you need to do these 10 things before you resign

If you’re preparing to quit your job, you’re probably focused on the resignation conversation itself – telling your boss and your team that you’re leaving. But before you take that step, there are a bunch of things you should do first — finding out how your company is likely to handle your notice period, making sure you have copies of some specific key documents, and much more.

At New York Magazine today, I’ve got a complete list for you. Head over there to read it.

{ 96 comments… read them below }

  1. Sharkie*

    Yes! Number 1 is so important. I have seen it play out so many times. Manager gets their feelings hurt and kicks out the employee that day, or wait until Friday to lock the employee out

    1. Meghan*

      Luckily, being walked is very common in my industry so I had already cleared out 95% of my office before I turned in my notice earlier this year. I just recently learned that my boss at that job got her feelings hurt that I quit, pouted about it for a good month, to the point where other sales managers were having to console her for my quitting. Like, wtf? I was only there for 5 months and didn’t even come to work with her, I came to work with 2 other Directors who quit within 6 weeks of my being hired at that crazy place.

      1. Properlike*

        This was the reason my mom gave for never taking personal items to work. The locking/walking out part, AND never wanting an employer to get a heads-up that she was ready to quit.

        1. Meghan*

          I think about that a lot, but as I’ve gotten larger offices, I just can’t help myself, I’ve got to make it cozy and surround myself with pictures of my kid, especially.

          I do always leave enough stuff around so that it a) fits into a box when I leave and 2) doesn’t look super obvious when I’m on my way out of that place. And I make sure to have enough random things- vases, candles, cute supplies- that aren’t sentimental to me and could be left behind if necessary.

    2. Reluctant Mezzo*

      It would also be a good idea to clean any Weird Crap off or from your desk, just in case you are walked out, hereinafter referred to as ‘rat pile’. Yes, it’s a bad idea to toss something you plan to deal with later or preferably not at all into a pile or desk drawer, but alas it happens anyway.

    3. Seeking Second Childhood*

      Do project transfers & goodbye emails a day earlier than last day. Not only does that give.your co-workers time to remember things they forgot to ask, it allows for scheduling snafus. We once had someone’s account get deactivated before the start of her last workday because an IT ticket defaulted to 00:01. Luckily she had transferred critical OneDrive files because the rest were wiped. (Subfolders of anything created with that userID.)

  2. HailRobonia*

    #11: If you have any sense of kindness towards your coworkers, please don’t leave them with a mess to clean up and dozens of loose ends. I had a colleague leave a couple weeks ago and the amount of stuff I have discovered that needs fixing, completing, etc. is incredible. I’ve brought this up to my boss and his previous manager.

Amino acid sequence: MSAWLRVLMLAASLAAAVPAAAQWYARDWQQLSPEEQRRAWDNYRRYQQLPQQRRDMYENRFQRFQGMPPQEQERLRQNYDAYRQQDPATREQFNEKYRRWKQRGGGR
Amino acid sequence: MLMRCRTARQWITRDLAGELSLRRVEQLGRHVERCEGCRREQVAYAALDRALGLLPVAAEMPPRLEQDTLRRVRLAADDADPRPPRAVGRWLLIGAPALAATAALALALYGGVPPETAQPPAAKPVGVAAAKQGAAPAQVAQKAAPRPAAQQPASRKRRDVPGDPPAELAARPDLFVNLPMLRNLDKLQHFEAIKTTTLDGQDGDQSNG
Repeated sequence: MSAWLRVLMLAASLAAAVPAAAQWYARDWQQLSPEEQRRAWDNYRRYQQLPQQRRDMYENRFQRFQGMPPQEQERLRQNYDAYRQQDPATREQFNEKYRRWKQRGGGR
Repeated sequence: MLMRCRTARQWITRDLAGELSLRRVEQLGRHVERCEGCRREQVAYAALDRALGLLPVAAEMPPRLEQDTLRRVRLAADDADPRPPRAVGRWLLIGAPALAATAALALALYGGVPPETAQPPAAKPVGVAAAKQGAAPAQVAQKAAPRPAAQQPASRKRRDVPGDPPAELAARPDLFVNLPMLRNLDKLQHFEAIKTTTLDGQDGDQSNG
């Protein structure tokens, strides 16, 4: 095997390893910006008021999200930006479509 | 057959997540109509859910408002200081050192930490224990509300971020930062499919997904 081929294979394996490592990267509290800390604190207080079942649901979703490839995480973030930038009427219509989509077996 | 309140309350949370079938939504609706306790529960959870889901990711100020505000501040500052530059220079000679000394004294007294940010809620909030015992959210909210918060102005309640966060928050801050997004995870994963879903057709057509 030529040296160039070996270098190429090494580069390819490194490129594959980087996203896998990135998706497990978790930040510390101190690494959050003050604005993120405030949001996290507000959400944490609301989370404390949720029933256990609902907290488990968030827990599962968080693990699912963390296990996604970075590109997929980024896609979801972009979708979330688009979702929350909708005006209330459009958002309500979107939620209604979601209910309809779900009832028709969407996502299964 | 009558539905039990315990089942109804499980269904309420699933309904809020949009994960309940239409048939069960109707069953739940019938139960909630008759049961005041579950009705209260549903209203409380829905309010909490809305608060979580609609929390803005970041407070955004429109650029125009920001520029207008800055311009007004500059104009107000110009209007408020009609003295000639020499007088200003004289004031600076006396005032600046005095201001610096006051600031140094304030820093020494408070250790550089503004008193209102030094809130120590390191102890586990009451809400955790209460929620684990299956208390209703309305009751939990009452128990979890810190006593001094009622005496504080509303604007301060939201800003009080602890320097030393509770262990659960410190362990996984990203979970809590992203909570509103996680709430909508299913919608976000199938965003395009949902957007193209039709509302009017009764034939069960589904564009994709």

1. NYNY*

      Dozens of loose ends? Sounds to me like coworker might have been overworked. It is employer’s job to deal with this.

      1. Higher Ed*

        Yes, and they probably repeatedly brought it to the manager’s attention and got no help, which is why they’re leaving.

        1. wordswords*

          The comment section fanfic is striking early today!

          It’s definitely possible. It’s also possible that the colleague resigned ahead of a PIP for not doing their work, or that they had mentally checked out for a while, or any number of other reasons. We don’t know! Literally all we know in this case is that HailRobonia’s colleague left a bunch of loose ends for their coworkers to deal with and that HailRobonia thought it was worth bringing up to multiple managers (whose managerial skills, or lack thereof, they presumably know and we don’t). That isn’t really enough to confidently announce that any situation was “probably” the case, let alone something this specific.

          1. AngryOctopus*

            If someone leaves a ton of loose ends dangling, the two most likely reasons are that 1-they were on a PIP/underperforming/not doing their work, and therefore had tons of stuff left undone or 2-they were vastly overworked and couldn’t keep up with the workload, which was not redistributed to anyone, thus leaving lots left undone. There are other explanations, but none as likely as one of these two.

            1. ina*

              People like to blame low performing employees or sympathize with overworked ones but in both scenarios, there is supposed to be someone, somewhere, identifying these things early and preventing both of them (their managers…namely, the previous manager would surely have noticed something was off already?) No one is perfect, but it’s also one of the reasons managing is a nightmare unless you’re equipped for it…people management is sometimes thrust upon some though, to which I do empathize though.

              I do find it strange to talk to their previous manager. Seems…weird unless there’s a connection I am missing between their current work and their previous position.

              1. Analytical Tree Hugger*